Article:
base64 package enhancements

This release also includes a new base64 package that offers encoding and decoding support for both the Base64 and Base16 encoding schemes. Base64 encoding is often used in tokenizers for large language models (LLMs) and we use it in our implementations of bpe and tiktoken tokenizer utilities for Llama3. Check out our Llama3 example in this repository. Let’s take a look at an example that show you how to use this new package in the Mojo standard library.

import base64 from python import Python Python.add_to_path(".") utils = Python.import_module("utils") original_image = "mojo_fire.png" decoded_image = "decoded_mojo_fire.jpg" # Read the image file in binary mode with open(original_image, 'rb') as image_file: # Encode the image to Base64 encoded_string = base64.b64encode(image_file.read()) # Print the Base64 string print(encoded_string) # Decode the Base64 string back to binary data decoded_image_data = base64.b64decode(encoded_string) # Write the binary data to a new image file with open(decoded_image, 'wb') as image_file: image_file.write(decoded_image_data) print("Image decoded and saved as decoded_example.jpg") utils.plot_original_decoded_images(original_image, decoded_image)


You can see that the original and decoded images plotted side by side are the same. We use the utils.plot_original_decoded_images() helper function written in Python and called from Mojo using the Python interoperability feature.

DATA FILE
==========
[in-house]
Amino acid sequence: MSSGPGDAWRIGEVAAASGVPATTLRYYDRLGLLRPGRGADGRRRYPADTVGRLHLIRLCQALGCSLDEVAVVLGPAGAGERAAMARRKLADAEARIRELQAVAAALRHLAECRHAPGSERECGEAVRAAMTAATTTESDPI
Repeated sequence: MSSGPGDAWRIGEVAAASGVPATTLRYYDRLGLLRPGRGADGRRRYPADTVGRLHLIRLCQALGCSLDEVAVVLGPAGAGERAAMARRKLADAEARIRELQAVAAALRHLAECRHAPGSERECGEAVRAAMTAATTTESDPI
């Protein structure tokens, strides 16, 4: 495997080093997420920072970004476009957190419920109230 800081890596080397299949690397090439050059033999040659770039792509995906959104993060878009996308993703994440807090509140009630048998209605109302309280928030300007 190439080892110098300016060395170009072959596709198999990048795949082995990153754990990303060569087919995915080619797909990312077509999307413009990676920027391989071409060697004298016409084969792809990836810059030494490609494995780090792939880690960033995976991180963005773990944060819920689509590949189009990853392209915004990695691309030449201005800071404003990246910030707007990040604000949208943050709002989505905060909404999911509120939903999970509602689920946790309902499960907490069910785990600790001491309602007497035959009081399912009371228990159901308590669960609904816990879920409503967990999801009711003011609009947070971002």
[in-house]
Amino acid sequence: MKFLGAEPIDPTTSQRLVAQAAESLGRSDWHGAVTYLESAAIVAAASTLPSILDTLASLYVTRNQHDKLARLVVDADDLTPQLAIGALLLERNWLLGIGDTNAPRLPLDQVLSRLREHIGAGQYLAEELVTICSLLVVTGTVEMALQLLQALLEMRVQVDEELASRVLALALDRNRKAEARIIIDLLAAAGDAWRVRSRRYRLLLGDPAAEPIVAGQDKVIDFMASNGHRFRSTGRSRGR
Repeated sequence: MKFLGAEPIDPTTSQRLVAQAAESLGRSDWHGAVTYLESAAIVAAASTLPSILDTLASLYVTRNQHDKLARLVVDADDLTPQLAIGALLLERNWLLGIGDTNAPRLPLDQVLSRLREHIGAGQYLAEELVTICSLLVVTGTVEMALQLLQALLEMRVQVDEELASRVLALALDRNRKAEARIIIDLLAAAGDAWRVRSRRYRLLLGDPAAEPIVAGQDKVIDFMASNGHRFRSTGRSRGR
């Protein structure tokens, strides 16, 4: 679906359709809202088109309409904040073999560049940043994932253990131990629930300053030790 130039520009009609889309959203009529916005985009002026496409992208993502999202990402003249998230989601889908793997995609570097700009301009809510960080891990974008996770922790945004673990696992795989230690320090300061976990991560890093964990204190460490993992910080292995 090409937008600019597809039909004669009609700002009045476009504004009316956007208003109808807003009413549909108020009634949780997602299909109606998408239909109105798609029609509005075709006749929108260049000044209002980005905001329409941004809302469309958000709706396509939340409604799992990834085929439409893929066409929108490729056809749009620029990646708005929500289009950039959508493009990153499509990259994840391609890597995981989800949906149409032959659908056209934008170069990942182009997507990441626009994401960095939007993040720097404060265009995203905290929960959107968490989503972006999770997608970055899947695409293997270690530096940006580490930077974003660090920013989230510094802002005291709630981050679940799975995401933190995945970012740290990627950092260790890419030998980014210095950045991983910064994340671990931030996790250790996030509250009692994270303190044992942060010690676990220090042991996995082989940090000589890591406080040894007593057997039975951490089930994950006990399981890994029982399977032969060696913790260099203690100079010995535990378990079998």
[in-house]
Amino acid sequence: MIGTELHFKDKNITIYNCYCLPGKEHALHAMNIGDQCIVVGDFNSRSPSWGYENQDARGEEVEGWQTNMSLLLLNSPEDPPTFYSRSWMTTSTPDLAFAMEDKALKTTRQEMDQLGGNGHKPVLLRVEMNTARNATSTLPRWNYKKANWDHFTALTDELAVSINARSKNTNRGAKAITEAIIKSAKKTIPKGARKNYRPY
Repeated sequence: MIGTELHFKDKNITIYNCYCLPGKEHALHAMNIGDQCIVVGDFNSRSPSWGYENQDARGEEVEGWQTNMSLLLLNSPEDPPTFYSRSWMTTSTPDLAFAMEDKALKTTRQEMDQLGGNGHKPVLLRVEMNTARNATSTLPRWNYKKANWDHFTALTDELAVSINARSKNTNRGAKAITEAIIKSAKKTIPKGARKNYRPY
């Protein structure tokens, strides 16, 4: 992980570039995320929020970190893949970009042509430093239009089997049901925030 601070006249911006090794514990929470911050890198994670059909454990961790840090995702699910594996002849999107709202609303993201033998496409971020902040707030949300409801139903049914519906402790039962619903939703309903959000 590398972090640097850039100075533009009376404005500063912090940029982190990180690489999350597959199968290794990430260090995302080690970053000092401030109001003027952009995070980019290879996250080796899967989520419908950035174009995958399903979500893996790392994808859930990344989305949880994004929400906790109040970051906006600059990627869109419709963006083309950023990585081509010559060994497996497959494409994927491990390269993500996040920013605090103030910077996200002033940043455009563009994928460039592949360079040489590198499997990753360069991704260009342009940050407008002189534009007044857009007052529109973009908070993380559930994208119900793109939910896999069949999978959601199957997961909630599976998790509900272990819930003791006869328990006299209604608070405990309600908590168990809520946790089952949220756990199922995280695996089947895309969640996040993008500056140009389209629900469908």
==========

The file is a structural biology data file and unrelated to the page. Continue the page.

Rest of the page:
Core language features

Mojo 24.4 also includes several core language features that are a bit harder to demonstrate with code examples. Most notably, this release Mojo has updated how def function arguments are handled. Previously, arguments were copied by default (owned convention), making them mutable but potentially causing performance issues due to unnecessary copies. Now, arguments use borrowed convention by default and only copied if mutated within the function. 

In this release you can also return multiple values from a function as a Tuple that can be unpacked into individual variables. For example in the earlier Enhancements to Dict section we define a method: def approximate_pi(num_points: Int) -> (Float64, Dict[String, List[List[Float64]]]). We call this method in this way to get the values of the Tuple into separate variables: pi_approximation, points_data = approximate_pi(num_points), where as previously we had to get the value as a Tuple variable and index into it to extract the values.

This release also introduces the new @parameter loop decorator which can be used with for loops where the loop variable is a compile time constant. This allows the Mojo compiler to perform a full unroll of the loop to improve performance. With the introduction of @parameter decorator for loops, the previously recommended @unroll decorator has now been deprecated.

There are many more core language enhancements in this release, see the changelog for a complete list.

New documentation pages

We also updated our documentation to include dedicated pages that dive deeper into the following topics:

But wait, there’s more!

Mojo 24.4 includes many more features that we didn’t cover in this blog post. Check out the changelog for a detailed list of what’s new, changed, moved, renamed, and fixed in this release. 

MAX 24.4 is also available for download today and for the first time we’re making it available on Mac OS. This release of MAX also includes several enhancements including New Quantization API for MAX Graphs, and full implementation of Llama 2 and Llama 3 models using Graph API with quantization. Read more in the MAX 24.4 announcement blog post.

All the examples I used in this blog post are available in a Jupyter Notebook on GitHub, check it out!

Until next time! 🔥


Shashank Prasanna
AI Developer Advocate